I was trying to show the full pain of it there.  My chain fell off on the way up, my gears wanted to give up the ghost.  As you will see from the map, however, that was very early on.  After that, we went through beautiful scenery, mist and sunshine and rain.  Got so much fresh air we thought our lungs were going to collapse.  Felt amazing and dead at the same time.

It was ace.  We came home and spent a shitload on stuff from Wiggle and Rapha.  I’m getting another jersey with ARMWARMERS and some SPDS.  I’m turning roadie!

In other news, yesterday we (I say ‘we’ but in reality ‘he’) replaced the bottom bracket on the Bike Of Joy.

Replacing the bottom bracket is a total faff.  Taking the cranks off was OK.

But even that was quite difficult.  When it came to taking the bracket out we had a nightmare.  All the water gets into the bracket and it gets a bit rusty and really tightly stuck in.  The bracket removing tool got bent in the process, so we ran down to Gear to see if they could help.  The guy there was amazingly helpful and we got the bracket out.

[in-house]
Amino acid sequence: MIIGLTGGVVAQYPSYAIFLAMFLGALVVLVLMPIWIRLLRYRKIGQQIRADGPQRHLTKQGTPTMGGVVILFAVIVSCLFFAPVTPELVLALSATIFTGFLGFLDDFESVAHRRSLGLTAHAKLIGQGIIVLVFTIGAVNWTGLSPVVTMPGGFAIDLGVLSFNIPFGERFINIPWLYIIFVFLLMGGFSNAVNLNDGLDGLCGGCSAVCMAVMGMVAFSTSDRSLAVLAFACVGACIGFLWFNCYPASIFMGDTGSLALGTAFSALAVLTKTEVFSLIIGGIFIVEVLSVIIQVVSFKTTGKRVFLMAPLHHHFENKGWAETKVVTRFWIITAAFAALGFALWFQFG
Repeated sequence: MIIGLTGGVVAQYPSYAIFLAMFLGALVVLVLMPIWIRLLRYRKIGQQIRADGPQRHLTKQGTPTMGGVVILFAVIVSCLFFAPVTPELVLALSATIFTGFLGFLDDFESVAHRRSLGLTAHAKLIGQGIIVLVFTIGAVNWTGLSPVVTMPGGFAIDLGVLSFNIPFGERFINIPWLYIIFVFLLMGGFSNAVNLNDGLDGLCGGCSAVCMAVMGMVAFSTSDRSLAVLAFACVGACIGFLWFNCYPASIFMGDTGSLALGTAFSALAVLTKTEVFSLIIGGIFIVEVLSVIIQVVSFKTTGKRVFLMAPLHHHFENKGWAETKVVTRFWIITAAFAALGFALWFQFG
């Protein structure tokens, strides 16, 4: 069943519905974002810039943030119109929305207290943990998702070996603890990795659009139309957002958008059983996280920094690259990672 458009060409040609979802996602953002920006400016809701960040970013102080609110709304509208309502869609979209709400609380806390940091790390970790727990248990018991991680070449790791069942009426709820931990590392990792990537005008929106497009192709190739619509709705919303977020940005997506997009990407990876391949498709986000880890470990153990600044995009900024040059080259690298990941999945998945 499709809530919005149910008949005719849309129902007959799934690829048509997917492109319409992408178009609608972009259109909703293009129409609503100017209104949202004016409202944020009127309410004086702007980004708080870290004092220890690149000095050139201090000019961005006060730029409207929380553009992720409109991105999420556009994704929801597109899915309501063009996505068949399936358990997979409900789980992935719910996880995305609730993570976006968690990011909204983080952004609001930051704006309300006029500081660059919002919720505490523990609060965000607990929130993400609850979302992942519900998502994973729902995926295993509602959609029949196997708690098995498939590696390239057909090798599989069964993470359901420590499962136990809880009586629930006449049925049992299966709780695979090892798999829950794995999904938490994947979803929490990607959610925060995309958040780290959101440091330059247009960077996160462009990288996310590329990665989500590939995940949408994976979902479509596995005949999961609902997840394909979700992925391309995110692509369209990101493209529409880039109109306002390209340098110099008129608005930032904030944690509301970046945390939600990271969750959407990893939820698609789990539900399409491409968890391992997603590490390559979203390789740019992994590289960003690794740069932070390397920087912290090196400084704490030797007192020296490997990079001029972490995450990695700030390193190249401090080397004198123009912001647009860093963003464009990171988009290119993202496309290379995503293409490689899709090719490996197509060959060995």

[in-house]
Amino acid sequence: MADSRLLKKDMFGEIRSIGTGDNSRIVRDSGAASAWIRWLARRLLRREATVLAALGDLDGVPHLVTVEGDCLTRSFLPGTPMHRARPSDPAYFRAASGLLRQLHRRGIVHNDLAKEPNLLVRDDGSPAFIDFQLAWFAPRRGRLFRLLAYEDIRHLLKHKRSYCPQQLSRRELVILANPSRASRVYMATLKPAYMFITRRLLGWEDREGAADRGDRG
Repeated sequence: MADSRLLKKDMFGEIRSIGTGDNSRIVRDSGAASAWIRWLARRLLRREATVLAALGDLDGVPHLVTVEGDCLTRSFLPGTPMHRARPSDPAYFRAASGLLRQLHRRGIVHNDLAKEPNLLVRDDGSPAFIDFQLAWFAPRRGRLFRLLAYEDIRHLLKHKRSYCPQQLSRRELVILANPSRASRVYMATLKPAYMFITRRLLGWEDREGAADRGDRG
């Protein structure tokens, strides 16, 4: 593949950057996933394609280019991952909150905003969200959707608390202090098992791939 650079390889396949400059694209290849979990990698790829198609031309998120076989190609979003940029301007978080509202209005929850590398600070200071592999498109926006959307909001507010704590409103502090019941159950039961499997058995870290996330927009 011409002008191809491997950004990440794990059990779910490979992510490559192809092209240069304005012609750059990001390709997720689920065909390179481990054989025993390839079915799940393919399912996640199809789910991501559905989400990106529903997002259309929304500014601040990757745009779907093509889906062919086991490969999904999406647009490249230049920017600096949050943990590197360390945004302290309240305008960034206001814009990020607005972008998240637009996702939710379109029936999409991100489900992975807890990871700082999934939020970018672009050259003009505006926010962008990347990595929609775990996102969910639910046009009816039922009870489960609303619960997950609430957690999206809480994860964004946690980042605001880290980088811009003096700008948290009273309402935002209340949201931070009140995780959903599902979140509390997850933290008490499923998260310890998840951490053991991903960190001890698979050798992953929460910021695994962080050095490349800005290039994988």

Big thanks to everyone involved, the Bike of Joy is back!

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Don’t shout at me if I don’t use the cycle lane, you dicks!

I really wish that the council would talk to people who actually ride bikes when they are putting lanes in.  Apparently they do, but they never asked me.

I am all for the idea of making cycling in cities safer.  However, I am slightly worried that cycle lanes make it more difficult – and perhaps more dangerous.  There are very few cycle lanes I can think of that don’t have parked cars in them, aren’t on the wrong side of the road, or that don’t finish randomly, leaving you stranded somewhere.

There’s a new expensive looking development on Elderslie Street which is a case in point – there’s a contraflow lane on one side of the road, which is totally useless because they’ve put speedbumps in the wrong way round which skinny tyres get stuck in.  Also, if you going the other way on the other side of the road, you’d have to cross the road for one block just to use it.  It’s rubbish.